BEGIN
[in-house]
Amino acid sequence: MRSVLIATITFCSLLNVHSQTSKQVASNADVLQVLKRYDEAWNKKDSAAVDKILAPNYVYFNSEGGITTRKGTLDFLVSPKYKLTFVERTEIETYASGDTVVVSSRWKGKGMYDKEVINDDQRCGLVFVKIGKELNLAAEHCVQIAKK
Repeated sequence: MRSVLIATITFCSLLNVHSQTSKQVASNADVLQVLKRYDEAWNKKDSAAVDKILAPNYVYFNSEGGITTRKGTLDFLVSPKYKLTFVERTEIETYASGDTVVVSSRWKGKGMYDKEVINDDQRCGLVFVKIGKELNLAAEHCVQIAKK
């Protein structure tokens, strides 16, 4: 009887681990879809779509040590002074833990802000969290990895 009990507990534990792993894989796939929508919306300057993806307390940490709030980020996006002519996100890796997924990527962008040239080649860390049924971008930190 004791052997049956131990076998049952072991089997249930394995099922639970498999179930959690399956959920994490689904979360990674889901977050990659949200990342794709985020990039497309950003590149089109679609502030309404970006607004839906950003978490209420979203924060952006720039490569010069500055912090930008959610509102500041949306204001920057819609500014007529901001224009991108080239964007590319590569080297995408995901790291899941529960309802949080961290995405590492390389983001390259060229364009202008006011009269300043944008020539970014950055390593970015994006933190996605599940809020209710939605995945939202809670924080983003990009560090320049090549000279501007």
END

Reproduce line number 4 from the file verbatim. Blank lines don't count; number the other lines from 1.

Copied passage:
């Protein structure tokens, strides 16, 4: 009887681990879809779509040590002074833990802000969290990895 009990507990534990792993894989796939929508919306300057993806307390940490709030980020996006002519996100890796997924990527962008040239080649860390049924971008930190 004791052997049956131990076998049952072991089997249930394995099922639970498999179930959690399956959920994490689904979360990674889901977050990659949200990342794709985020990039497309950003590149089109679609502030309404970006607004839906950003978490209420979203924060952006720039490569010069500055912090930008959610509102500041949306204001920057819609500014007529901001224009991108080239964007590319590569080297995408995901790291899941529960309802949080961290995405590492390389983001390259060229364009202008006011009269300043944008020539970014950055390593970015994006933190996605599940809020209710939605995945939202809670924080983003990009560090320049090549000279501007």